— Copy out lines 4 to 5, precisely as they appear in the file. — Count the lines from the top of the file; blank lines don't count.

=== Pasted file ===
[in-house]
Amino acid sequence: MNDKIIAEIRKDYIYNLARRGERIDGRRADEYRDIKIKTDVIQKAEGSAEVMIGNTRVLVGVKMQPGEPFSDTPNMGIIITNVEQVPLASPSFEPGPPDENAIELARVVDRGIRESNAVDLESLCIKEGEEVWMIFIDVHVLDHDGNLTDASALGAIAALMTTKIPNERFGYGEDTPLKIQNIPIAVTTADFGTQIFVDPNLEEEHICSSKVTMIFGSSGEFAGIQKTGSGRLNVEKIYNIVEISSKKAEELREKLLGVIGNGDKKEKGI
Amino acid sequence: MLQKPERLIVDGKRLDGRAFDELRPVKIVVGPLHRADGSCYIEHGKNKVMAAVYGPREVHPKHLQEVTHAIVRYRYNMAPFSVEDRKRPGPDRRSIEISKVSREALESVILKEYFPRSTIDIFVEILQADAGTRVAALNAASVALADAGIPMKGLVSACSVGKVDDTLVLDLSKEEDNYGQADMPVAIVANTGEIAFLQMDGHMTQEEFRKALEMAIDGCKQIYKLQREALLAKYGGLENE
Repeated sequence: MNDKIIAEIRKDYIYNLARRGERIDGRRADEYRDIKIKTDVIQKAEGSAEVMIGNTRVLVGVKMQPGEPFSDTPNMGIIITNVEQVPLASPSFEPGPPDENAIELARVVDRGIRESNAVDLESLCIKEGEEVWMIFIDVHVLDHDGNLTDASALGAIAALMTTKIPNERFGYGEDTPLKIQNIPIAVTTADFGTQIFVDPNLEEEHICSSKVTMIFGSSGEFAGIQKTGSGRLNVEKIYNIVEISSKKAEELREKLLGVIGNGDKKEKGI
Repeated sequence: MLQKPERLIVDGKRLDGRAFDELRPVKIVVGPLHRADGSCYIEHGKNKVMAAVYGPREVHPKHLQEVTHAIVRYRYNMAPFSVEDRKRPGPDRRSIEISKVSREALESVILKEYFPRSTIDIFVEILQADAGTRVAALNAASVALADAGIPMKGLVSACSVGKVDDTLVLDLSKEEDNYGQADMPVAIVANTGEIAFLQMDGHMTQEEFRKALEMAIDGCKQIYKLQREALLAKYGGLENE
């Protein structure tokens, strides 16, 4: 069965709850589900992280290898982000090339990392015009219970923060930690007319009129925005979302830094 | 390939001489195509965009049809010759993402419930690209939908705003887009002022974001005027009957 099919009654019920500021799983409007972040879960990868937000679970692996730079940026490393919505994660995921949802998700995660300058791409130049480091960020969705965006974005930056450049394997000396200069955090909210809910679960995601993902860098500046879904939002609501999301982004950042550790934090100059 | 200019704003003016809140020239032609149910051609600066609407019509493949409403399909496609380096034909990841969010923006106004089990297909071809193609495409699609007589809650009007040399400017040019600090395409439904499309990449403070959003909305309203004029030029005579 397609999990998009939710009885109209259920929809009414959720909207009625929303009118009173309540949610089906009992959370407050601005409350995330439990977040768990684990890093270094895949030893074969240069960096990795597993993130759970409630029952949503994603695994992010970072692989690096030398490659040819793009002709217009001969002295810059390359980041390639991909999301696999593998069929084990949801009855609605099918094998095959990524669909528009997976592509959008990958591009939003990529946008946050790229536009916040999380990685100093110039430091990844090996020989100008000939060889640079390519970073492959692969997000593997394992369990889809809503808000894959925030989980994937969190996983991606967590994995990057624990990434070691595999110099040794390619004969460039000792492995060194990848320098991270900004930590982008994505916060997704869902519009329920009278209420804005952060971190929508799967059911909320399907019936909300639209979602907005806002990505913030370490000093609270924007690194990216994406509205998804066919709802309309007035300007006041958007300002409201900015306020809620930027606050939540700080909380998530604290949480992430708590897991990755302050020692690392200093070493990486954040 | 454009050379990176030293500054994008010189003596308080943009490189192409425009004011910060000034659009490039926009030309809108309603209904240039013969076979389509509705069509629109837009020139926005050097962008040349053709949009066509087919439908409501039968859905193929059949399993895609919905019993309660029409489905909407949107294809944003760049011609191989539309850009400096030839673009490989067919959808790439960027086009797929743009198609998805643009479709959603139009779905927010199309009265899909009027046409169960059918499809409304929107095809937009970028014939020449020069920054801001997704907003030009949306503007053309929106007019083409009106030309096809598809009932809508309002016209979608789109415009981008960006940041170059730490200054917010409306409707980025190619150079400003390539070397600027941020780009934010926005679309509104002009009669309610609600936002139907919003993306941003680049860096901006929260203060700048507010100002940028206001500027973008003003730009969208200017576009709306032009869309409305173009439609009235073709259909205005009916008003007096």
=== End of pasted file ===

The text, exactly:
Repeated sequence: MNDKIIAEIRKDYIYNLARRGERIDGRRADEYRDIKIKTDVIQKAEGSAEVMIGNTRVLVGVKMQPGEPFSDTPNMGIIITNVEQVPLASPSFEPGPPDENAIELARVVDRGIRESNAVDLESLCIKEGEEVWMIFIDVHVLDHDGNLTDASALGAIAALMTTKIPNERFGYGEDTPLKIQNIPIAVTTADFGTQIFVDPNLEEEHICSSKVTMIFGSSGEFAGIQKTGSGRLNVEKIYNIVEISSKKAEELREKLLGVIGNGDKKEKGI
Repeated sequence: MLQKPERLIVDGKRLDGRAFDELRPVKIVVGPLHRADGSCYIEHGKNKVMAAVYGPREVHPKHLQEVTHAIVRYRYNMAPFSVEDRKRPGPDRRSIEISKVSREALESVILKEYFPRSTIDIFVEILQADAGTRVAALNAASVALADAGIPMKGLVSACSVGKVDDTLVLDLSKEEDNYGQADMPVAIVANTGEIAFLQMDGHMTQEEFRKALEMAIDGCKQIYKLQREALLAKYGGLENE